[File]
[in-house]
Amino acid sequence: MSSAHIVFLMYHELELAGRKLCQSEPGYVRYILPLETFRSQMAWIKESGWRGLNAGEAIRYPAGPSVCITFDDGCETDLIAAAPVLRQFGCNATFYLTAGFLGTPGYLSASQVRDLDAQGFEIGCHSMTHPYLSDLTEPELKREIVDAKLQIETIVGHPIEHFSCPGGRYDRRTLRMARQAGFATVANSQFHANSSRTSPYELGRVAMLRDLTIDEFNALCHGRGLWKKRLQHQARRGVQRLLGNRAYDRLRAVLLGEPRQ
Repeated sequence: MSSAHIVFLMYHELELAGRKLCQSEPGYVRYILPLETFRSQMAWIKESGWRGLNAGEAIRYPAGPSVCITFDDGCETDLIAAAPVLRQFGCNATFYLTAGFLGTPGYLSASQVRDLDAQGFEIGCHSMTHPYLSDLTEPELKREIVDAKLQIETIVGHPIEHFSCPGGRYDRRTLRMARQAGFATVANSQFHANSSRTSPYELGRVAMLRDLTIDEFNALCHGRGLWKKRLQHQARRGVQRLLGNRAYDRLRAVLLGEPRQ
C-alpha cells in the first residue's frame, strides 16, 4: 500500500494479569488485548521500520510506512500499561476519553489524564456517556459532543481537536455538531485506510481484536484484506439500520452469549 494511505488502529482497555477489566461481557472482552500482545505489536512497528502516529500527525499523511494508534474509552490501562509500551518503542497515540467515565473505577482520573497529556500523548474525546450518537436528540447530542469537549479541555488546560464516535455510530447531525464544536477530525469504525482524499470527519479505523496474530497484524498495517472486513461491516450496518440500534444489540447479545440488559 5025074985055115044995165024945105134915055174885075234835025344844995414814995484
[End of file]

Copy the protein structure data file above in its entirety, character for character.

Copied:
[in-house]
Amino acid sequence: MSSAHIVFLMYHELELAGRKLCQSEPGYVRYILPLETFRSQMAWIKESGWRGLNAGEAIRYPAGPSVCITFDDGCETDLIAAAPVLRQFGCNATFYLTAGFLGTPGYLSASQVRDLDAQGFEIGCHSMTHPYLSDLTEPELKREIVDAKLQIETIVGHPIEHFSCPGGRYDRRTLRMARQAGFATVANSQFHANSSRTSPYELGRVAMLRDLTIDEFNALCHGRGLWKKRLQHQARRGVQRLLGNRAYDRLRAVLLGEPRQ
Repeated sequence: MSSAHIVFLMYHELELAGRKLCQSEPGYVRYILPLETFRSQMAWIKESGWRGLNAGEAIRYPAGPSVCITFDDGCETDLIAAAPVLRQFGCNATFYLTAGFLGTPGYLSASQVRDLDAQGFEIGCHSMTHPYLSDLTEPELKREIVDAKLQIETIVGHPIEHFSCPGGRYDRRTLRMARQAGFATVANSQFHANSSRTSPYELGRVAMLRDLTIDEFNALCHGRGLWKKRLQHQARRGVQRLLGNRAYDRLRAVLLGEPRQ
C-alpha cells in the first residue's frame, strides 16, 4: 500500500494479569488485548521500520510506512500499561476519553489524564456517556459532543481537536455538531485506510481484536484484506439500520452469549 494511505488502529482497555477489566461481557472482552500482545505489536512497528502516529500527525499523511494508534474509552490501562509500551518503542497515540467515565473505577482520573497529556500523548474525546450518537436528540447530542469537549479541555488546560464516535455510530447531525464544536477530525469504525482524499470527519479505523496474530497484524498495517472486513461491516450496518440500534444489540447479545440488559 5025074985055115044995165024945105134915055174885075234835025344844995414814995484